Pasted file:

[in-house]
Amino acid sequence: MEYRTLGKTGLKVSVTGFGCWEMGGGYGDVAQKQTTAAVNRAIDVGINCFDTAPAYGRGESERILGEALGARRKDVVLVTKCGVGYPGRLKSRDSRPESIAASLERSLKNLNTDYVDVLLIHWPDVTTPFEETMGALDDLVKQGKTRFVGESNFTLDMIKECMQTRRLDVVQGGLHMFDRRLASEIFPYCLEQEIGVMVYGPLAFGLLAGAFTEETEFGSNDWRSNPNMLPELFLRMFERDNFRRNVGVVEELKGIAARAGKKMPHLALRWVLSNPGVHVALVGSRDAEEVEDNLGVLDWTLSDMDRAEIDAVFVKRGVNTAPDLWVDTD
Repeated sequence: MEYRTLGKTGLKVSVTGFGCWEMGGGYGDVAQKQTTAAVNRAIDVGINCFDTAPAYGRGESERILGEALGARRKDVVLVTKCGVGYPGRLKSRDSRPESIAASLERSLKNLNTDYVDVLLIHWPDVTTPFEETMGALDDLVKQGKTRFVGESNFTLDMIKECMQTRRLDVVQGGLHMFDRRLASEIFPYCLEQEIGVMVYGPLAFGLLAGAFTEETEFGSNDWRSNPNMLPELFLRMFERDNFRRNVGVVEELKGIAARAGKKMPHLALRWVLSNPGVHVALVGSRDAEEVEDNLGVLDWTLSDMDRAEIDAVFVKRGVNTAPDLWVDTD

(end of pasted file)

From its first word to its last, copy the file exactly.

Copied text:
[in-house]
Amino acid sequence: MEYRTLGKTGLKVSVTGFGCWEMGGGYGDVAQKQTTAAVNRAIDVGINCFDTAPAYGRGESERILGEALGARRKDVVLVTKCGVGYPGRLKSRDSRPESIAASLERSLKNLNTDYVDVLLIHWPDVTTPFEETMGALDDLVKQGKTRFVGESNFTLDMIKECMQTRRLDVVQGGLHMFDRRLASEIFPYCLEQEIGVMVYGPLAFGLLAGAFTEETEFGSNDWRSNPNMLPELFLRMFERDNFRRNVGVVEELKGIAARAGKKMPHLALRWVLSNPGVHVALVGSRDAEEVEDNLGVLDWTLSDMDRAEIDAVFVKRGVNTAPDLWVDTD
Repeated sequence: MEYRTLGKTGLKVSVTGFGCWEMGGGYGDVAQKQTTAAVNRAIDVGINCFDTAPAYGRGESERILGEALGARRKDVVLVTKCGVGYPGRLKSRDSRPESIAASLERSLKNLNTDYVDVLLIHWPDVTTPFEETMGALDDLVKQGKTRFVGESNFTLDMIKECMQTRRLDVVQGGLHMFDRRLASEIFPYCLEQEIGVMVYGPLAFGLLAGAFTEETEFGSNDWRSNPNMLPELFLRMFERDNFRRNVGVVEELKGIAARAGKKMPHLALRWVLSNPGVHVALVGSRDAEEVEDNLGVLDWTLSDMDRAEIDAVFVKRGVNTAPDLWVDTD